Water power in underground mining has gone mainstream, says HPE

6th July 2023 By: Martin Creamer - Creamer Media Editor

Water power in underground mining has gone mainstream, says HPE

Hydro Power Equipment (HPE) director Ulrich Kienle.

JOHANNESBURG (miningweekly.com) – The long-standing use of water to cool underground mines is increasingly providing the opportunity to apply the free water pressure head that this offers to energise mining equipment.

High-pressure water technology, a proudly South African technology, has advanced markedly over the last couple of decades, turning South Africa into a global leader in water hydraulics for mining.

“From humble beginnings back in the 80s, high-pressure water power has gone mainstream,” Hydro Power Equipment (HPE) director Ulrich Kienle told Mining Weekly in a Zoom interview this week. (Also watch attached Creamer Media video.)

Some 50 different mine sites are using water hydraulics as the primary powering medium to drive rock drills and mining machines and equipment can be configured into delivering any kind of mining solution using high-pressure water power.

Several mines on the Northern Limb of the Bushveld Complex have even integrated modern trackless mining equipment with water hydraulics for doing board-and-pillar bolting activity – “a very interesting example of how you can fuse modern water technology with sophisticated trackless equipment”, said Kienle, who sees water energy as the opportunity for the South African mining industry to ensure longer life-of-mine and do things in a better way for the benefit of all stakeholders and society at large.

Amid the Eskom power crisis and the need for sustainability, water hydraulics is on the receiving end of unprecedented recognition: "We're beginning to have the kind of conversation with the mining industry that even a decade ago was not possible because the urgency just wasn't the same as it is today,” said Kienle.

“We live in a world today where sustainability, green credentials, decarbonisation are all big issues. Being able to use less energy to produce an ounce of gold or a ton of rock, and being in a position to not contaminate the environment, or precious water resources, means you're doing things in a way where the principles of ‘use less, don't contaminate and reuse’ are a given with water hydraulic technology.

“We've run a number of long-term production trials with some of the mining majors in both gold and platinum space and had these trials independently reviewed by third-party consultants that have put all sorts of measurement devices on to the water lines, and water ticks all the boxes," said Kienle.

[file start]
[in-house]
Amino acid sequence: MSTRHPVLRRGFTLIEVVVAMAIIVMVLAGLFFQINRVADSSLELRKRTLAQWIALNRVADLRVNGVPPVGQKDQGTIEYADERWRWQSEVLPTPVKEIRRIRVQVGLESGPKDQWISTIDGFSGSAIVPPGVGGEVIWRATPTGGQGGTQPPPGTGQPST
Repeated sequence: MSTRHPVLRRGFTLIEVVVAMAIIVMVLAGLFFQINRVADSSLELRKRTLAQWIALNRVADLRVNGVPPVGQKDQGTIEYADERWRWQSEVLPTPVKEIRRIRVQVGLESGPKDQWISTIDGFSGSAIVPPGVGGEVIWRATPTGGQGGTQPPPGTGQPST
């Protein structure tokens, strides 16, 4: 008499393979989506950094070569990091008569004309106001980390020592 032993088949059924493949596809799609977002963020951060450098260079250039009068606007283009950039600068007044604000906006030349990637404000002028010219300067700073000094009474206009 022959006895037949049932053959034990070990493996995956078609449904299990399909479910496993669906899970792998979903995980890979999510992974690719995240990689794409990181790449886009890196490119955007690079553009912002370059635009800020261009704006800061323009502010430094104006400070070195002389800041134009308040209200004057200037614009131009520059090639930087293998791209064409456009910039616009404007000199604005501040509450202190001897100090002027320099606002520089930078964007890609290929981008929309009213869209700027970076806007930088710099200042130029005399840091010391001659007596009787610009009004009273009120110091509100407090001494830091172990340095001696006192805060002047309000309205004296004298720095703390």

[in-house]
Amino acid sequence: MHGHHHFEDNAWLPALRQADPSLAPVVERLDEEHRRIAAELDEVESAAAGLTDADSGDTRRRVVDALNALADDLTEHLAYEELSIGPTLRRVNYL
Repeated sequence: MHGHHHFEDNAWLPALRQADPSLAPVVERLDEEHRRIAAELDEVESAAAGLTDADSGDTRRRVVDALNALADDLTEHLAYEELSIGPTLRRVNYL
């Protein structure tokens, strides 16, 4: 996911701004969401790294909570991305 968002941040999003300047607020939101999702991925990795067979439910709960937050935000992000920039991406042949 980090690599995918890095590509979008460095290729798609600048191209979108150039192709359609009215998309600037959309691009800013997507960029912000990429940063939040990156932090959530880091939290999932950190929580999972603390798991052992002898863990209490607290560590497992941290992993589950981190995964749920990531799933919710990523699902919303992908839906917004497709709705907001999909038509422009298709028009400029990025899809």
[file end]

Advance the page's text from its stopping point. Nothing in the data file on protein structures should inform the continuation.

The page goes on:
Mining Weekly: What opposition does mining with water face in water-short South Africa?

Kienle: It's one of those myths that we've worked really hard to dispel. At face value, people always say, mining with water in a water-scarce country, does it really make sense? The answer is an absolutely categorical 'yes'. Water hydraulics are efficient, they get the job done quickly; whatever water you have as a footprint on a mine site, that water is simply pressurised. It is then utilised and comes back out of the mine with the process continuing in a closed-loop cycle, with some losses to evaporation.

How financially competitive is high-pressure water power?

This is one of the big surprises. Initially, when water hydraulic technology was developed, it was quite expensive. Over the years, economies of scale have come into play and the technology today is surprisingly affordable.


Building blocks are available that are configured into a mining solution using water power.

"Those tools all exist. What we're particularly excited about are the latest developments. The first is what we call the Isidingo drill, which is in commercial use at six of our South African mines. We have combined it with a drill guide that allows us to deliver precise drilling and, as miners will tell you, good drilling makes blasting easy and good blasting means that you get maximised rates of advance and production. It also uses much less water than prior generation water drills.

"The second is about man-free boxholing. It's really quite clear that putting human beings into boxholes is perhaps an unsafe thing to do and the industry is starting to move in the direction of doing it man-free.

"We do this with what we call in-the-hole water hammer technology and we've broken all the records in delivering excavations in excess of 100 m. This has never been done before with water hydraulic in-the-hole technology.

"We've just finished on a mine site 102 m long and are now in the process of blasting. We have also used this technology to do drilling in a diamond mine, where we've managed to get these holes to go up in excess of 200 m.

"The last example is that we've also managed to integrate this hydro technology with trackless mining technology," Kienle enthused.


On the horizon is hydro hoisting, the concept of putting whatever rock is produced underground into a pipe and bringing that pipe to surface to fulfil the vision of using the pressure and the coolth of water hydraulics to power equipment, lubricate equipment, cool equipment, and then use that flushing water to take broken suitably downsized and piped rock to surface to achieve rock-on-tap.